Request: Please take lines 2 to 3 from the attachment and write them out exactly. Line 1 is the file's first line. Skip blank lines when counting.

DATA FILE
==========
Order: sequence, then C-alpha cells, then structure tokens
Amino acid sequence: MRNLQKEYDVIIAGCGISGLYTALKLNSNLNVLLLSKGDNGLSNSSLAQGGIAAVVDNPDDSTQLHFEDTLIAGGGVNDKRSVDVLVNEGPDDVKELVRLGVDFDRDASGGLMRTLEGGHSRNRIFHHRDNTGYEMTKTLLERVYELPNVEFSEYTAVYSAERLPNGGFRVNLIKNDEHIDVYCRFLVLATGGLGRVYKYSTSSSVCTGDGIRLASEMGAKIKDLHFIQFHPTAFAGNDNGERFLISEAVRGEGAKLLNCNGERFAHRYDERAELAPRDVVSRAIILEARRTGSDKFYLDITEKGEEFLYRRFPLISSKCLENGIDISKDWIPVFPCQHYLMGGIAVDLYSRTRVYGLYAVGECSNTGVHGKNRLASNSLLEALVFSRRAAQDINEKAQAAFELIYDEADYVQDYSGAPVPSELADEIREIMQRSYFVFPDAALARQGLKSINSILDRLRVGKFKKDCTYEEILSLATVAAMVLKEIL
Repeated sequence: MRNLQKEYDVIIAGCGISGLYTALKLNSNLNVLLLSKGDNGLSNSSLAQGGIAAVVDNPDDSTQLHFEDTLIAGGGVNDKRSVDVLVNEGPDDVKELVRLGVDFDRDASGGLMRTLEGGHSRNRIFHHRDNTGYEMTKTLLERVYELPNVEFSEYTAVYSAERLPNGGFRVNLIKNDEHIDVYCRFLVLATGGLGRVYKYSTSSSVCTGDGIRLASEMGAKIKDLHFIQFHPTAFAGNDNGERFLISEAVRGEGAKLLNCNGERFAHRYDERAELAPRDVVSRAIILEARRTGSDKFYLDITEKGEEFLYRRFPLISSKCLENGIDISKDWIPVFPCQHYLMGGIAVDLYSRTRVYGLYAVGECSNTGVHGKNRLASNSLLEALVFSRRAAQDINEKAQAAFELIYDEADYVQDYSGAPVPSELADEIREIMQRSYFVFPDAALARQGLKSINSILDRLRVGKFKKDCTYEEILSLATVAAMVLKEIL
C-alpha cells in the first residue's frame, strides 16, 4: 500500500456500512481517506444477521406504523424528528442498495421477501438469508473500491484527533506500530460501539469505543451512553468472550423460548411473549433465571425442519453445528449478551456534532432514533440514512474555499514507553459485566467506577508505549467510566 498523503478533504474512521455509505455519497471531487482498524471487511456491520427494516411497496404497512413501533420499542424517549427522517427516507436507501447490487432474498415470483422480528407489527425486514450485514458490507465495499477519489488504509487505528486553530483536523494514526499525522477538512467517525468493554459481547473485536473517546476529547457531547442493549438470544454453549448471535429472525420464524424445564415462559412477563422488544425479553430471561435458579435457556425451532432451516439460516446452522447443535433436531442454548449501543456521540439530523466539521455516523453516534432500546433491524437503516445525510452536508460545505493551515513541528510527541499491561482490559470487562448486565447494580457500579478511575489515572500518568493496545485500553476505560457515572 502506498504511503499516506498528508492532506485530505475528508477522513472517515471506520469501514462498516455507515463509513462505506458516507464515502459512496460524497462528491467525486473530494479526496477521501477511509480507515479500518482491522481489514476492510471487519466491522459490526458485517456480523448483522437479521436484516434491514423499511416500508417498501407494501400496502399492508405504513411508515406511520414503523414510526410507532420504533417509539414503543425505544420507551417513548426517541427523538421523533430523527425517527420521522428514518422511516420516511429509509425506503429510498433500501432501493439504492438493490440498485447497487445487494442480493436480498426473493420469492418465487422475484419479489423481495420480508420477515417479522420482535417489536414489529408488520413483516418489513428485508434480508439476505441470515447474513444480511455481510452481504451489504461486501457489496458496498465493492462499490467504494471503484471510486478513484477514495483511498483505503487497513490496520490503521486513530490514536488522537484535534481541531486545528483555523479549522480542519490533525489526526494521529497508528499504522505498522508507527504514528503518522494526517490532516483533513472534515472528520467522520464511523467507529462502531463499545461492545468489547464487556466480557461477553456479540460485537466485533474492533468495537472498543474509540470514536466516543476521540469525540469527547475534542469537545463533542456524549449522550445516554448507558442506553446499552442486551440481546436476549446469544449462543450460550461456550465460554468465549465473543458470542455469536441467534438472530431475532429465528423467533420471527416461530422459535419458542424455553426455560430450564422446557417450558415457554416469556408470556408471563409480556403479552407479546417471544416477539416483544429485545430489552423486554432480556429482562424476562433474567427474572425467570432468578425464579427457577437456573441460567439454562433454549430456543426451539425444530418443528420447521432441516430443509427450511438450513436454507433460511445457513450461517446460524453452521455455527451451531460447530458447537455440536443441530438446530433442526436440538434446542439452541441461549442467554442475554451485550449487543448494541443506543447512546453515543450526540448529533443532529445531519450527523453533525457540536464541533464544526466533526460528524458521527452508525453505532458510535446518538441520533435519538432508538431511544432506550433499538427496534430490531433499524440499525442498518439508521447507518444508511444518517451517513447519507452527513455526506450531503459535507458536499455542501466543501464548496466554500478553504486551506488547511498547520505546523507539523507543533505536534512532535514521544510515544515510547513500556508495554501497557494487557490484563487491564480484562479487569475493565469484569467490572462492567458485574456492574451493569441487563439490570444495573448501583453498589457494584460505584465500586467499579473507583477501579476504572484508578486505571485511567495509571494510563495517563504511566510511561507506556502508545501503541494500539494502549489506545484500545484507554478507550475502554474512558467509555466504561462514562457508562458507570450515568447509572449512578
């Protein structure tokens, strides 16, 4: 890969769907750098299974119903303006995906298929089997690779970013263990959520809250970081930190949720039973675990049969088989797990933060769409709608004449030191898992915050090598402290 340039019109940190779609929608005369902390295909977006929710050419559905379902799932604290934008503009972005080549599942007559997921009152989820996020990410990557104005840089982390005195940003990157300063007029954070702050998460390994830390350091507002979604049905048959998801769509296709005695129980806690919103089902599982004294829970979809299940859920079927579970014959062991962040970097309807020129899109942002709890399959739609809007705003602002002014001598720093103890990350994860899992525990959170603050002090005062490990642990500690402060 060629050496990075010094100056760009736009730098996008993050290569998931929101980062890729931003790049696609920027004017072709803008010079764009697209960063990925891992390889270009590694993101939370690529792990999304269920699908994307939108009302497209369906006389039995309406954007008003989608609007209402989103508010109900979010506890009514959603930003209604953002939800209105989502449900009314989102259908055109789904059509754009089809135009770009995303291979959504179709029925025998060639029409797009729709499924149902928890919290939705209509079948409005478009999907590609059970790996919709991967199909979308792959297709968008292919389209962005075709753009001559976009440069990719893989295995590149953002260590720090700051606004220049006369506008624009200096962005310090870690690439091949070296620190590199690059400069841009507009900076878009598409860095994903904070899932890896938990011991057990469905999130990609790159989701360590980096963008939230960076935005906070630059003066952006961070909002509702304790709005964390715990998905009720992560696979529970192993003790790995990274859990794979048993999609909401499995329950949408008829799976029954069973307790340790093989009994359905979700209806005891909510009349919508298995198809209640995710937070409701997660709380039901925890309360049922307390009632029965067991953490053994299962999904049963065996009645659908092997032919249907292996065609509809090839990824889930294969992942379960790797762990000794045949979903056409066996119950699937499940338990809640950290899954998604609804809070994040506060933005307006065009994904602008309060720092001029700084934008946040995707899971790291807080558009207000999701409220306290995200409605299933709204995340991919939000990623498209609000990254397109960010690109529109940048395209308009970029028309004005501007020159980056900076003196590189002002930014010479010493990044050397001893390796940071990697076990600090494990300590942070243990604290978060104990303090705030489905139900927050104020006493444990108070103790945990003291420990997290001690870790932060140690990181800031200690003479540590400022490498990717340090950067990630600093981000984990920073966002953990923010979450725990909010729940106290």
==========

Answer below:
Amino acid sequence: MRNLQKEYDVIIAGCGISGLYTALKLNSNLNVLLLSKGDNGLSNSSLAQGGIAAVVDNPDDSTQLHFEDTLIAGGGVNDKRSVDVLVNEGPDDVKELVRLGVDFDRDASGGLMRTLEGGHSRNRIFHHRDNTGYEMTKTLLERVYELPNVEFSEYTAVYSAERLPNGGFRVNLIKNDEHIDVYCRFLVLATGGLGRVYKYSTSSSVCTGDGIRLASEMGAKIKDLHFIQFHPTAFAGNDNGERFLISEAVRGEGAKLLNCNGERFAHRYDERAELAPRDVVSRAIILEARRTGSDKFYLDITEKGEEFLYRRFPLISSKCLENGIDISKDWIPVFPCQHYLMGGIAVDLYSRTRVYGLYAVGECSNTGVHGKNRLASNSLLEALVFSRRAAQDINEKAQAAFELIYDEADYVQDYSGAPVPSELADEIREIMQRSYFVFPDAALARQGLKSINSILDRLRVGKFKKDCTYEEILSLATVAAMVLKEIL
Repeated sequence: MRNLQKEYDVIIAGCGISGLYTALKLNSNLNVLLLSKGDNGLSNSSLAQGGIAAVVDNPDDSTQLHFEDTLIAGGGVNDKRSVDVLVNEGPDDVKELVRLGVDFDRDASGGLMRTLEGGHSRNRIFHHRDNTGYEMTKTLLERVYELPNVEFSEYTAVYSAERLPNGGFRVNLIKNDEHIDVYCRFLVLATGGLGRVYKYSTSSSVCTGDGIRLASEMGAKIKDLHFIQFHPTAFAGNDNGERFLISEAVRGEGAKLLNCNGERFAHRYDERAELAPRDVVSRAIILEARRTGSDKFYLDITEKGEEFLYRRFPLISSKCLENGIDISKDWIPVFPCQHYLMGGIAVDLYSRTRVYGLYAVGECSNTGVHGKNRLASNSLLEALVFSRRAAQDINEKAQAAFELIYDEADYVQDYSGAPVPSELADEIREIMQRSYFVFPDAALARQGLKSINSILDRLRVGKFKKDCTYEEILSLATVAAMVLKEIL